Movie Sex in the 60’s
Dean Martin and Kim Novak in Billy Wilder’s unsung sex comedy. Kiss Me. Stupid (1964).
the turn of the gigolo and VD in Sweet Bird of Youth (in the play, the character played by Paul Newman was also castrated, but as far as the cinema was concerned, this was still 1962, not 1972); adultery and nymphomania in The Fugitive Kind (1960), which brought together Marlon Brando, Anna Magnani and Joanne Woodward; ageing promiscuity in The Roman Spring of Mrs Stone (1962), with Vivien Leigh; dormant spinsterish lust in Summer and Smoke (1961), with Geraldine Page; and a veritable anthology of erotic desires in The Night of the Iguana (1964), with Richard Burton as a reprobate ex-minister.
John O’Hara contributed prostitution to the list of steamy subjects in the adaptation of his novel Butterfield 8 (1960), which won an ailing Elizabeth Taylor one of her Academy Awards. The oldest profession was a popular theme in ’sixties films, though the boldness of its treat
ment varied considerably. The World of Suzie Wong (1960), for example, about a Hong Kong tart, and the cop-out version of Truman Capote’s Breakfast at Tiffany’s (1961), with a miscast Audrey Hepburn, were hopelessly soft-centred. (A sign of the times and the changing ideals of feminine beauty was Billy Wilder’s comment on Audrey Hepburn’s lack of mammary superabundance: ‘She’s like a salmon swimming upstream. She can do it with very small bazooms. Titism has taken over this country but this girl singlehanded may make bazooms a thing of the past. The director will not have to invent shots where the girl leans way forward for a glass of Scotch and soda!’)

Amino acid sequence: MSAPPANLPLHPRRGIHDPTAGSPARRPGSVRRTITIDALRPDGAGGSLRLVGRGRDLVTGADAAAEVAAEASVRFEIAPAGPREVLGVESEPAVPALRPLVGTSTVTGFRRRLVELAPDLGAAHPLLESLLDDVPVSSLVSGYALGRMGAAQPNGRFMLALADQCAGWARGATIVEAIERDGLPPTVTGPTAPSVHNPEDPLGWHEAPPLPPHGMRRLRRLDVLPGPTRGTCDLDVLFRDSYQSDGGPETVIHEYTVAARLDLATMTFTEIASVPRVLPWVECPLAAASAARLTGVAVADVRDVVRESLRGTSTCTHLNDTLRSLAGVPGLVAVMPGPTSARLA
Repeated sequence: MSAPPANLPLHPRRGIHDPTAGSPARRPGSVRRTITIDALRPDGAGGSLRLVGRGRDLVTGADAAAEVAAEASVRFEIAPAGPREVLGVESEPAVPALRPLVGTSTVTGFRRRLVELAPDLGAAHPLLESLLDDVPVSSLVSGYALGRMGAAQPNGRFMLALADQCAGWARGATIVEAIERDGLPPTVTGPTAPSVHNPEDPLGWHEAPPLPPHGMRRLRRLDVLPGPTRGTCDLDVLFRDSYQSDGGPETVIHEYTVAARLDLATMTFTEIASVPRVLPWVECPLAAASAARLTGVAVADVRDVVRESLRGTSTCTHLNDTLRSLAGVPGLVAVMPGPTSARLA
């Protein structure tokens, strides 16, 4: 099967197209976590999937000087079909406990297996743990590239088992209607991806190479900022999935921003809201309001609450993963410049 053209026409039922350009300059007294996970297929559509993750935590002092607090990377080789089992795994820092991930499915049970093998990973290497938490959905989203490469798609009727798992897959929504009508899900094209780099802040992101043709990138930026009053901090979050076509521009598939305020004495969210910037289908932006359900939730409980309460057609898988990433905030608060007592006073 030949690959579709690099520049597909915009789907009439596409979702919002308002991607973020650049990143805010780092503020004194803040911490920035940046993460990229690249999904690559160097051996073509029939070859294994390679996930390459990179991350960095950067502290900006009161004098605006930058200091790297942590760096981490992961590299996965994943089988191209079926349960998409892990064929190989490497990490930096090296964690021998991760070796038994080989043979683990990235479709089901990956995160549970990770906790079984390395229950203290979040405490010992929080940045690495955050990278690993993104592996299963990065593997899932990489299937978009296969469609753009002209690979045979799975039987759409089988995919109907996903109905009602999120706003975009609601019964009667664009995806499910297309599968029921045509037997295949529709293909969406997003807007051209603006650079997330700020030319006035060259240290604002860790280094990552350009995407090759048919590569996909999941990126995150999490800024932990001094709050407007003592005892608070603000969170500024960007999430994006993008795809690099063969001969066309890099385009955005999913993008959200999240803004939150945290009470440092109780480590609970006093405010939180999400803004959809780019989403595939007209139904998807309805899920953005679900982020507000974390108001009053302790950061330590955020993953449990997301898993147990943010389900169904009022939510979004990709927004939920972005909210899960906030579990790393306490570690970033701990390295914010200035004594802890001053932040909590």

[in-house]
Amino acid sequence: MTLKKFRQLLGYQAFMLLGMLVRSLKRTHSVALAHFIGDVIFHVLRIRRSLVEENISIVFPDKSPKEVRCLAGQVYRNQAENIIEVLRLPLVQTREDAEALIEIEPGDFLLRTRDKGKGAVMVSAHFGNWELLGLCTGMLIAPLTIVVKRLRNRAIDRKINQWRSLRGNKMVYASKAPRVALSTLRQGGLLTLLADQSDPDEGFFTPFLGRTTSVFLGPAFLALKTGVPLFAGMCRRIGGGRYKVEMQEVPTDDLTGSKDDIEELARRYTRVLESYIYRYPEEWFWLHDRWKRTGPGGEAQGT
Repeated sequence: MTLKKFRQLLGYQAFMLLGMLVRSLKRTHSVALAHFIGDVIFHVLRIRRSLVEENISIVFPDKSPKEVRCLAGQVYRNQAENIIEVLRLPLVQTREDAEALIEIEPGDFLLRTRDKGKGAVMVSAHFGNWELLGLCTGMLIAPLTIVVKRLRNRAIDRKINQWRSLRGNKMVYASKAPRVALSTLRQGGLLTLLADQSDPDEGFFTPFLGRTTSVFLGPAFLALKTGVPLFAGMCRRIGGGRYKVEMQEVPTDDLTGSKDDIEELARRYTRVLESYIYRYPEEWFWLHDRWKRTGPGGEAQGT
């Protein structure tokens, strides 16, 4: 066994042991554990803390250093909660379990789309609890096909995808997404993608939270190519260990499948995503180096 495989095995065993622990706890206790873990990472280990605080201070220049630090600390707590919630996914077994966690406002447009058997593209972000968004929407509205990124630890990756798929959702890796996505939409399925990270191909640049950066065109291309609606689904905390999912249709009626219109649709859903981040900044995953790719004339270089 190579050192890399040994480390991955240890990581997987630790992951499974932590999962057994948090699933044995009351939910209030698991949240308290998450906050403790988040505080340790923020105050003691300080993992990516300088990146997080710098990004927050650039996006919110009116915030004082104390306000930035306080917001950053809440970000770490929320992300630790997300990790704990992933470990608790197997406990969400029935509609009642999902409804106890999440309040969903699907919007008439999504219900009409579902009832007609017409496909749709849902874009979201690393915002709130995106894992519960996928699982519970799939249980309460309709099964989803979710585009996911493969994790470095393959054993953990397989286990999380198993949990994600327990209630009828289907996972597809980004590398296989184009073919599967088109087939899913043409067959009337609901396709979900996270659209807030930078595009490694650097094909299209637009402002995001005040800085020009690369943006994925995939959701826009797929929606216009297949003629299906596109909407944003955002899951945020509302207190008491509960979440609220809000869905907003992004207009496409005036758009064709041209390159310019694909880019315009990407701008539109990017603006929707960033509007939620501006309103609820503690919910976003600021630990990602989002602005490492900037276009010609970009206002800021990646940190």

Jules Dassin’s Never on Sunday (1960), on the other hand, was an enjoyably lusty celebration of whoredom, made by the performance of the exuberant Greek actress, Melina Mercouri. Significantly, the Legion condemned it, but it was still a considerable hit at the box-office. Walk on the Wild Side (1962), with Laurence Harvey, broke further new ground by being openly set in a brothel, as did A House is Not a Home (1964) by failing to condemn the central character, a madam. Even Billy Wilder got in on the act with Irma la Douce (1963), another teaming of Lemmon and MacLaine, but the film was accused of dishonesty and sentimentality and did badly.
Contrasting themes were supplied by the glumly seething The Dark at- the Top of the Stairs (1960), in which Dorothy McGuire is frigid, and The Chapman Report (1963), a neo- Kinsey fictionalization about randy, frustrated housewives. The latter had a gang rape scene involving Claire Bloom over which the Legion had some influence, forcing considerable cuts.
The Legion objected (successfully) to a similar scene in Elia Kazan’s Splendour in the Grass (1961), a rare attempt at this time to question the conventional repression of youthful sexual needs, in which Warren Beatty literally falls sick with unconsummated desire for Natalie Wood, who in turn goes mad. The conventions were also questioned in another
Ava Gardner tries to make Richard Burton’s unfrocked priest jealous by frolicking with beach boys in Tennessee Williams’s The Night of the Iguana (John Huston, 1964).